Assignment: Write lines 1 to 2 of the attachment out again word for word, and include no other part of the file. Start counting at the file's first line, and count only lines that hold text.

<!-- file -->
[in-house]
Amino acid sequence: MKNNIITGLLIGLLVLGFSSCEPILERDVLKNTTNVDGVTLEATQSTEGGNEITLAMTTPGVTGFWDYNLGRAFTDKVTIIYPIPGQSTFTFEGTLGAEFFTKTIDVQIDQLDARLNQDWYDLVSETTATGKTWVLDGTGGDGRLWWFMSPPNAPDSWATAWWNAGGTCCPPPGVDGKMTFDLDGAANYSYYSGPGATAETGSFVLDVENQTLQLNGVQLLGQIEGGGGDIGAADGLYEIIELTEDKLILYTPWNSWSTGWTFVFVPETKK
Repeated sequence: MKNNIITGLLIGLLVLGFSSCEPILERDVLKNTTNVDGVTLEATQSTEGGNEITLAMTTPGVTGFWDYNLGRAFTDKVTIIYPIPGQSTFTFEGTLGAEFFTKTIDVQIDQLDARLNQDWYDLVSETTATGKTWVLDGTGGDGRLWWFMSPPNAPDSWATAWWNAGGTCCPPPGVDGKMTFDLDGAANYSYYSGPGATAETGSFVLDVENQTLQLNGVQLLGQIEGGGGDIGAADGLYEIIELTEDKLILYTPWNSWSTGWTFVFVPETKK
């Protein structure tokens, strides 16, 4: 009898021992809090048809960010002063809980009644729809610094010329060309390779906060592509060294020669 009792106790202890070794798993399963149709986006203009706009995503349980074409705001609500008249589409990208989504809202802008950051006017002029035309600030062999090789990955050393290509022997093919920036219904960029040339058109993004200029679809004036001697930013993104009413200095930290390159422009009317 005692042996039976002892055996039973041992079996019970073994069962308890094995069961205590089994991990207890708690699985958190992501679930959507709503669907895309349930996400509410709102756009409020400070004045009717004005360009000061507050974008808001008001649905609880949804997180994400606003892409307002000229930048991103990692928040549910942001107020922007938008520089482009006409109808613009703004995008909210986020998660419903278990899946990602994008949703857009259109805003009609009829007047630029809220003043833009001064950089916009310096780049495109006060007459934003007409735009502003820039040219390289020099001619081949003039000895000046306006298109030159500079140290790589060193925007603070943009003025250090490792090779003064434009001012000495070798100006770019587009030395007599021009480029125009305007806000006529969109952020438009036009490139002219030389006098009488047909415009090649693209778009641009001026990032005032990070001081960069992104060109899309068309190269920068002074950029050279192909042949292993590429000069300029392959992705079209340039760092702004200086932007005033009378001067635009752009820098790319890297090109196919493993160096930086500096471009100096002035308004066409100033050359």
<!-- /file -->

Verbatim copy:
[in-house]
Amino acid sequence: MKNNIITGLLIGLLVLGFSSCEPILERDVLKNTTNVDGVTLEATQSTEGGNEITLAMTTPGVTGFWDYNLGRAFTDKVTIIYPIPGQSTFTFEGTLGAEFFTKTIDVQIDQLDARLNQDWYDLVSETTATGKTWVLDGTGGDGRLWWFMSPPNAPDSWATAWWNAGGTCCPPPGVDGKMTFDLDGAANYSYYSGPGATAETGSFVLDVENQTLQLNGVQLLGQIEGGGGDIGAADGLYEIIELTEDKLILYTPWNSWSTGWTFVFVPETKK